This square, wood-clad residence on the outskirts of Genk is arranged around a serene courtyard that bathes the interiors with light.

The house was constructed with a wooden frame and cellulose insulation.

On the periphery of Genk, Belgium, in the eastern province of Limburg, the 2,800-square-foot, Square House is a respite from the city for architect Peter Geraerts, founder of Genk–based firm Cocoon Architecten, and his Japanese wife. 

Several square perforations of varied sizes along wooden facade serve as windows.

Several square perforations of varied sizes along the wooden facade serve as windows.

Courtesy of Liesbet Goetschalckx

Geraets and his wife wanted a peaceful home and workspace within the city limits, yet removed from the downtown bustle, so he came up with a concept that would allow for high levels of transparency, openness, and light penetration, while maintaining privacy. 

The courtyard allows light to penetrate deep into the room.

The courtyard allows light to penetrate deep into the room.

Courtesy of Liesbet Goetschalckx

“The way we accomplished this was by seeing the home as a volume around a central inner courtyard. The courtyard allows light to penetrate deep into the rooms, and also provides a natural privacy screen,” says Geraerts. 

In the summer months, a grapevine in courtyard provides shade.

In the summer months, a grapevine in the courtyard provides shade.

Courtesy of Liesbet Goetschalckx

Several square perforations of varied sizes along the wooden facade serve as windows. Though the sizing and placing of these windows seem arbitrary, they were in fact strategically positioned to capture specific outdoor perspectives. 

Like the windows, the front door is also a square.

Like the windows, the front door is also a square to extend the motif.

Courtesy of Liesbet Goetschalckx

“The volume gives a closed impression on the outside, but once inside, the completely glazed inner courtyard ensures that the home is flooded with light. This courtyard is used as a private patio that’s concealed from the neighbors in the adjacent high-rise building,” says Geraets. 

A Noguchi coffee table in the living lounge.

A Noguchi coffee table is a focal point in the living lounge.

Courtesy of Liesbet Goetschalckx

An aerial view reveals that the entire roof slopes down and inward towards the courtyard. 

The courtyard connects to all the zones in the house.

The courtyard connects to all the zones in the house.

Courtesy of Liesbet Goetschalckx

This creates high, spacious ceilings along the outer walls of the house that then slant towards the courtyard. From inside, the dipping ceilings add dynamism, drawing the eye across the sunlit outdoor area towards the room on the opposite side. 

A completely glazed inner courtyard ensures that the home is flooded with light.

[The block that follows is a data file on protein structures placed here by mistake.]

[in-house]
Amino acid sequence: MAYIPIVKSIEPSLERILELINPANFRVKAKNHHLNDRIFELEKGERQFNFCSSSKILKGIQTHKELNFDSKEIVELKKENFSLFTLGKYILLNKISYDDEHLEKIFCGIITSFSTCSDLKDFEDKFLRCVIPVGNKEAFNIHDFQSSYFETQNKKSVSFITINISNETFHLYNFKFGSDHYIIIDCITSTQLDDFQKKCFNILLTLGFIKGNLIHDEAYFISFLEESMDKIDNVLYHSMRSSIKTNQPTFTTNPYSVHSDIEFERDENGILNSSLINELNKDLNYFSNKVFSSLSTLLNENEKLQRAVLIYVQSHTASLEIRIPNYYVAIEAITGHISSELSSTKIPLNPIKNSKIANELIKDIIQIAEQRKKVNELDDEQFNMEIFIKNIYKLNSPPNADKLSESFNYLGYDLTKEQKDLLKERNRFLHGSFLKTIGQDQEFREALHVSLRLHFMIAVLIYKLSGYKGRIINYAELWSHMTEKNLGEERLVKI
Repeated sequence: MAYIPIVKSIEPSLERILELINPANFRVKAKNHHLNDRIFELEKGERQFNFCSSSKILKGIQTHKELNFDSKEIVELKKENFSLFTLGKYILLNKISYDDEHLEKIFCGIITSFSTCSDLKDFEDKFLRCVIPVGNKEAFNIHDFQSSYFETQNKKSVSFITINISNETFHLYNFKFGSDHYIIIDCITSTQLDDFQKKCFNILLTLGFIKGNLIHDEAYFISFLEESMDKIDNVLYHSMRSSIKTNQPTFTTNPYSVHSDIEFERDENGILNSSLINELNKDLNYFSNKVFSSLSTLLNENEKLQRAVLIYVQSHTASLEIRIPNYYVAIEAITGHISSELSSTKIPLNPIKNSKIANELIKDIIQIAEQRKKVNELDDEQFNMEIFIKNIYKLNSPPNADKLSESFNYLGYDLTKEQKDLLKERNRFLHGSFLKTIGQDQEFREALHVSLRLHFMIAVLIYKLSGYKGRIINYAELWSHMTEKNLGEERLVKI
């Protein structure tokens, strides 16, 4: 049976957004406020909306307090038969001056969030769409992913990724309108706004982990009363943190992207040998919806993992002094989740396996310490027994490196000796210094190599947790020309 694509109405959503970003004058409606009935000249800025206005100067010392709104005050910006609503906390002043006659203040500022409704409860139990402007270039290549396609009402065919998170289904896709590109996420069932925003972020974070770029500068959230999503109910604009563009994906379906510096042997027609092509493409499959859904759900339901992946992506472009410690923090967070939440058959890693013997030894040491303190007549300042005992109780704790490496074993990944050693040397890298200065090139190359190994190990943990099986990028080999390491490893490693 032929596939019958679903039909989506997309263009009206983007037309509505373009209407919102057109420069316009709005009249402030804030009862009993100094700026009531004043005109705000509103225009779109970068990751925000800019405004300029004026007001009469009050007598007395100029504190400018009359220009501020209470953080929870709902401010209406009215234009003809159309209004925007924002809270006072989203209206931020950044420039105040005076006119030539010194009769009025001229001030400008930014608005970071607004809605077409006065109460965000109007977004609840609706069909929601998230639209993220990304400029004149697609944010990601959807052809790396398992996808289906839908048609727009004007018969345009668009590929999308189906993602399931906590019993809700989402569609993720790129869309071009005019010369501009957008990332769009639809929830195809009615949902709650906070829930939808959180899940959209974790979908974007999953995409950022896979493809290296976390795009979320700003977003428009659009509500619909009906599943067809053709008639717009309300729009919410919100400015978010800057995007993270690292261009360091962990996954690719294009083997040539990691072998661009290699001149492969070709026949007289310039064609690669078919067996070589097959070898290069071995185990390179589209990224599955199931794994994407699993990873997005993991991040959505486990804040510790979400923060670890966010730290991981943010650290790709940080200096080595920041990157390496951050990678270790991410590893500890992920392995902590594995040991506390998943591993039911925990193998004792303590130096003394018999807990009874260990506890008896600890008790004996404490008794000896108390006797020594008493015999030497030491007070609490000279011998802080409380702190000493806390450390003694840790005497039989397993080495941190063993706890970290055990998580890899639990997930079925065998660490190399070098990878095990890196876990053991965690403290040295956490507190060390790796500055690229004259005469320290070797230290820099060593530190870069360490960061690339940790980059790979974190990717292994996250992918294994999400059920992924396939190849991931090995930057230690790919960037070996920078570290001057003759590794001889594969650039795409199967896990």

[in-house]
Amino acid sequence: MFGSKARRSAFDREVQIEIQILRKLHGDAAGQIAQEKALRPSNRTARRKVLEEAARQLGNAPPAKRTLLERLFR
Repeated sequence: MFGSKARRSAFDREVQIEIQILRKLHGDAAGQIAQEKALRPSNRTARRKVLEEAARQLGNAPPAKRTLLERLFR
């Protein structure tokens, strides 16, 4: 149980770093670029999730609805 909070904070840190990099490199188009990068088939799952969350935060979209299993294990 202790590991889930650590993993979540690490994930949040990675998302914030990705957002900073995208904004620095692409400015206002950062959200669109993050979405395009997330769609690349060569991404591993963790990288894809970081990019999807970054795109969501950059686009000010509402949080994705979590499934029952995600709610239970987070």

A completely glazed inner courtyard ensures that the home is flooded with light.



Courtesy of Liesbet Goetschalckx

The connective presence of the courtyard, and the difference in ceiling heights, creates a home where the couple can feel close and connected, but also comfortable in their own private spaces. 

A traditional Japanese tatami room.

A traditional Japanese tatami room.

Courtesy of Liesbet Goetschalckx

One of the rooms is a modern update to the traditional Japanese tatami room featuring furniture designed by Geraets’ father, Robert.

A black planter with ferns separate the living lounge from the dining area.

A black planter with ferns separates the living lounge from the dining area.

Courtesy of Liesbet Goetschalckx

A plant in the middle of the courtyard creates a contemplative mood.

A plant in the middle of the courtyard creates a contemplative mood.

Courtesy of Liesbet Goetschalckx

Constructed with a wooden frame and cellulose insulation—which result in minimal CO2 emissions—and with mostly natural materials, the house has a small environmental footprint. 

A black Arne Jacobsen Series 07 chair from Fritz Hansen, Eames storage shelf from Vitra.

A black Arne Jacobsen Series 07 chair from Fritz Hansen is paired with an Eames storage shelf from Vitra.

Courtesy of Liesbet Goetschalckx

Other eco-friendly features include solar panels on the roof and triple-glazed windows. When needed, the home is warmed through a heat pump. In the summer months, a grapevine in the courtyard provides shade. 

The study area with built-in shelves,  Joyn Conference Bench by Vitra.

The study area has built-in shelves and a Joyn Conference Bench by Vitra.

Courtesy of Liesbet Goetschalckx

Furniture items such as a Le Corbusier LC4 chair from Cassini, an Eames storage unit and plastic DAX armchair, a Noguchi coffee table, and Arne Jacobsen Series 07 from Fritz Hansen give the interiors a simple, contemporary look with a contemplative, Japanese mood—and a touch of retro cool. 

A black Arne Jacobsen Series 07 chair from Fritz Hansen, Eames storage shelf from Vitra and white Eames DAX plastic armchairs.

A black Arne Jacobsen Series 07 chair from Fritz Hansen is arranged with an Eames storage shelf from Vitra and white Eames DAX plastic armchairs.

Courtesy of Liesbet Goetschalckx


Project Credits: 

Architecture, structural engineer, interior and lighting design: Cocoon Architecten 

Builder: HSBB 

Landscape design: Akiko Ambe & Willy Reynders 

Cabinetry design and installation: Romulus|Remus 

Finishings: Scarco

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